I have a large, complex application. I'm trying to run it from a boot CD, which is obviously read-only. But the application needs a large writable area. (A ramdisk won't cut it.) So I've managed to construct a chroot environment to make it look to the application as if it's running from a normal writable environment.
The trouble is, one of the first things the application tries to do is mount some devices that are already mounted. I was expecting the kernel to allow that, but it seems if you try to remount a device with different mount options, the
mount(2) call returns
EBUSY. I need to make that stop happening.
The application has no idea that it's being run in this slightly strange configuration. I don't really want to change the application code to make this work. Is there some way I can instruct the kernel to pretend to mount something read-only even though it's already mounted somewhere else as read-write?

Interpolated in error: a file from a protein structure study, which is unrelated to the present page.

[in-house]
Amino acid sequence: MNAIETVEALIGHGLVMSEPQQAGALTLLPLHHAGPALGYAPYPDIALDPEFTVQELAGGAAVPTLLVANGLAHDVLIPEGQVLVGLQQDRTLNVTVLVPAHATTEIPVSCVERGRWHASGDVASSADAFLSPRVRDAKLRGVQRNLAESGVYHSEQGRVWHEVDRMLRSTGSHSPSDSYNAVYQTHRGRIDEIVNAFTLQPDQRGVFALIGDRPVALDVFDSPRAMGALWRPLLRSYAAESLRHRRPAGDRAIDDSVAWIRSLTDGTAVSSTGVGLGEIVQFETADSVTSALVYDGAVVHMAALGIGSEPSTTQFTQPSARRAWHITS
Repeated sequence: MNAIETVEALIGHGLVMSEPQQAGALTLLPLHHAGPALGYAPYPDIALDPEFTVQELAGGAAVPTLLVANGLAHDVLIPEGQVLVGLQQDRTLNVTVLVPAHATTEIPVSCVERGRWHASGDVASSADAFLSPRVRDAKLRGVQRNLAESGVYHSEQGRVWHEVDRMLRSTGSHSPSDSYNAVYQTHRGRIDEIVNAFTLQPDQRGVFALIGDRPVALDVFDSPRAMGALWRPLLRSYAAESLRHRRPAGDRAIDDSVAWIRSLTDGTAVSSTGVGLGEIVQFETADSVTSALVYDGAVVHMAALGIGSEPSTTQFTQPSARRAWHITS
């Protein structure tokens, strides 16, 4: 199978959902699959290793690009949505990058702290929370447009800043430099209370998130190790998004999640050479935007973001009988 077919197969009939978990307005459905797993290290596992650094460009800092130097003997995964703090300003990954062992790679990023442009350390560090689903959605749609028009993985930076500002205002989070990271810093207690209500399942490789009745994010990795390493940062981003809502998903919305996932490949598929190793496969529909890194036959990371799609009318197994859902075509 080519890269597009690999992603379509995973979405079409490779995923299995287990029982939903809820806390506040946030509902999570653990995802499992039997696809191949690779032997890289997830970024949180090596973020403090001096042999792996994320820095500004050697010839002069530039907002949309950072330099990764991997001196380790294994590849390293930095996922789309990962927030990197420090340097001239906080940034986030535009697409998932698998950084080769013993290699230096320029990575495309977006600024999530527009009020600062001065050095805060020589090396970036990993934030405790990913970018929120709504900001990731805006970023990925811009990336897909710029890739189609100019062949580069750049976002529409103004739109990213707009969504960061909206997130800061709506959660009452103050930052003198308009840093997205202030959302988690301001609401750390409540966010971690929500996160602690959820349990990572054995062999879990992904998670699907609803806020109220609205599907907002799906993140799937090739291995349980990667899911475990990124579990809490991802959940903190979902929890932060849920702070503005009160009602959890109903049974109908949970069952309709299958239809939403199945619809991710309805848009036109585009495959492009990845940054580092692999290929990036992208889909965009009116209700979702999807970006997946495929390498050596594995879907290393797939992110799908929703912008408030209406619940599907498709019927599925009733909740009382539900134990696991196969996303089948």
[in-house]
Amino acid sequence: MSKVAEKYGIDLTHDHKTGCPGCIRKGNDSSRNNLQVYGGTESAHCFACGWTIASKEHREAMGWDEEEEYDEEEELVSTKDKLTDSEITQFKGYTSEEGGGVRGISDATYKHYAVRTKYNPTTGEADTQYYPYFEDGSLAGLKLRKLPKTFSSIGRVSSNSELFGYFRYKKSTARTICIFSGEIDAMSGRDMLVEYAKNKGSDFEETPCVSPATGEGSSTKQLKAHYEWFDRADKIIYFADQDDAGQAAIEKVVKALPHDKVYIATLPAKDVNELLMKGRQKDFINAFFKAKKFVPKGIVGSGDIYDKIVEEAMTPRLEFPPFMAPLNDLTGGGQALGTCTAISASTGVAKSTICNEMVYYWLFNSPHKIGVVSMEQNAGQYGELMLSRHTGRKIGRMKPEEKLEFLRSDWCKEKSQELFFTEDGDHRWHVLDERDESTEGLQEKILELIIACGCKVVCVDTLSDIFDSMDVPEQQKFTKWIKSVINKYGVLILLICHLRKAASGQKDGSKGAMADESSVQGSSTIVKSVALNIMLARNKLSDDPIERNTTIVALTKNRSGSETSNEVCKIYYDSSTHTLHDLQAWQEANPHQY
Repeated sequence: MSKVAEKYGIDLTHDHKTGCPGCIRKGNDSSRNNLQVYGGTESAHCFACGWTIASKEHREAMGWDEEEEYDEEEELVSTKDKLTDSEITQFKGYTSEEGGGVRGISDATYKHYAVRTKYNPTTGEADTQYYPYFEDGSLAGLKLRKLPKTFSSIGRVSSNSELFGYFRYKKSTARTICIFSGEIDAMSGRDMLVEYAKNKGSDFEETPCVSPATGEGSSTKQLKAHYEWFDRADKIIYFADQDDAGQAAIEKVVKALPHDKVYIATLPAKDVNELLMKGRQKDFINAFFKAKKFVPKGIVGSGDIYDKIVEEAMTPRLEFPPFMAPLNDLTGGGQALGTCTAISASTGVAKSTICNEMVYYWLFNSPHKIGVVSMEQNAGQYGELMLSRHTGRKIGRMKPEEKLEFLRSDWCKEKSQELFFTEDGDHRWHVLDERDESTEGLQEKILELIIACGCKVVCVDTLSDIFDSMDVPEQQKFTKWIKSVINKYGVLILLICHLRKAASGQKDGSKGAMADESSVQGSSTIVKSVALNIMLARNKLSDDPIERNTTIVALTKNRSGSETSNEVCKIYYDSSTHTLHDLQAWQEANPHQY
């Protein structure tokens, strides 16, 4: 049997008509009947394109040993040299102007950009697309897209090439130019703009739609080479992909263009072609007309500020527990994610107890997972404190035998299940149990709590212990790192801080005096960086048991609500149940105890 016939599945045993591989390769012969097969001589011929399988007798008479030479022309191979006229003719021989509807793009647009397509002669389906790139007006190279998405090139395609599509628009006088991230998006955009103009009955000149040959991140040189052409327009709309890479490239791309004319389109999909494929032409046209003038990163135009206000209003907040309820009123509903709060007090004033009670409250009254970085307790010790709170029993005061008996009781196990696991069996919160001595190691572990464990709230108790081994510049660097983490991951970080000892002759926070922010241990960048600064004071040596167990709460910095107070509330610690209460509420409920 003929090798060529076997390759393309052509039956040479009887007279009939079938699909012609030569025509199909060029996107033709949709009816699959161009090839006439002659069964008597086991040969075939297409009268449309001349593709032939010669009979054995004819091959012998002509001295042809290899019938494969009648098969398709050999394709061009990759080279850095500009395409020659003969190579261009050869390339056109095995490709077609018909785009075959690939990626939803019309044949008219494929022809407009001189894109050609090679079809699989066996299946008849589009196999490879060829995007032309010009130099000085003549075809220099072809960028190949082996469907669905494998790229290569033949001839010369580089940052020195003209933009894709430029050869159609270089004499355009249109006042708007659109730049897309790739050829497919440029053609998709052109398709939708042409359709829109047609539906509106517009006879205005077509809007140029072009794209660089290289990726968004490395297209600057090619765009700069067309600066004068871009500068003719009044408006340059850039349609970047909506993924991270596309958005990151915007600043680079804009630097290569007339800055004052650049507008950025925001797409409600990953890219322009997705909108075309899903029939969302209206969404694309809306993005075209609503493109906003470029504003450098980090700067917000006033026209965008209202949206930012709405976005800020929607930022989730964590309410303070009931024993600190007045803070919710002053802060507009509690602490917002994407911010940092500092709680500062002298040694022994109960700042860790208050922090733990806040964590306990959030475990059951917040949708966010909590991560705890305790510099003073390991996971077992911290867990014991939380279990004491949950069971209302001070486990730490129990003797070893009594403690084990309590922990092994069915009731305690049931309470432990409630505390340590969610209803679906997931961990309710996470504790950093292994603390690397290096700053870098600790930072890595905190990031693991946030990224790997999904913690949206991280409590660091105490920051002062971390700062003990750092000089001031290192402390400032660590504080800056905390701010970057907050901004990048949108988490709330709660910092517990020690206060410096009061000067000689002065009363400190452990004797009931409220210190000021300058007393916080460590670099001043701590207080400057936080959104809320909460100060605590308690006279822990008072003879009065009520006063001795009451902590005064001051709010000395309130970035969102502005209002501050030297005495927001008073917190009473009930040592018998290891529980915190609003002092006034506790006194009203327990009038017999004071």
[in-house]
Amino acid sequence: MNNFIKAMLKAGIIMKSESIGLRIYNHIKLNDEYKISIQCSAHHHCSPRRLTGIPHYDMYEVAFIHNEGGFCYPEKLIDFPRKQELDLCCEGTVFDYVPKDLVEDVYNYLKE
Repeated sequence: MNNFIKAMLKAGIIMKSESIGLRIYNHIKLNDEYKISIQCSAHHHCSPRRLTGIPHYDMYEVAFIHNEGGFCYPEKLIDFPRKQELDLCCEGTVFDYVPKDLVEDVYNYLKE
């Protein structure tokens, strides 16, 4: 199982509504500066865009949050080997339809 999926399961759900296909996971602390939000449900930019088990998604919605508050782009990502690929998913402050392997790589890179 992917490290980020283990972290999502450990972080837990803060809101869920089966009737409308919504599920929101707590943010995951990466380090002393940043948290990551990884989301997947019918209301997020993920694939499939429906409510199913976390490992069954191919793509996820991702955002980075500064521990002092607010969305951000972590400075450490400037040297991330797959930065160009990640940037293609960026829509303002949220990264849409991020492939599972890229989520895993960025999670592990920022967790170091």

OK, so people said the question is unclear. Let's try this again:
~# mount /dev/sdb1 /XData ~# mkdir /tmp/CD ~# mount --bind / /tmp/CD ~# mount -t overlayfs -o lowerdir=/tmp/CD,upperdir=/XData/Root,workdir=/XData/Work none /NewRoot ~# chroot /NewRoot ~# java /home/user7/app.jar
app.jar has no idea that I'm doing this, so it immediately tries to do
mount --ro /dev/sdb1 /XData
which fails. What I'm looking for is a way to make it not fail. I don't really want to alter the application JAR file, but I'm totally OK with altering the commands leading up to launching it. Basically I want
app.jar to think everything is normal and nothing weird is happening. But I'm having trouble figuring out how to do that.
(It seems if you try to mount something several times with the same options, the kernel is perfectly fine with that. But trying to mount with different options seems to upset it.)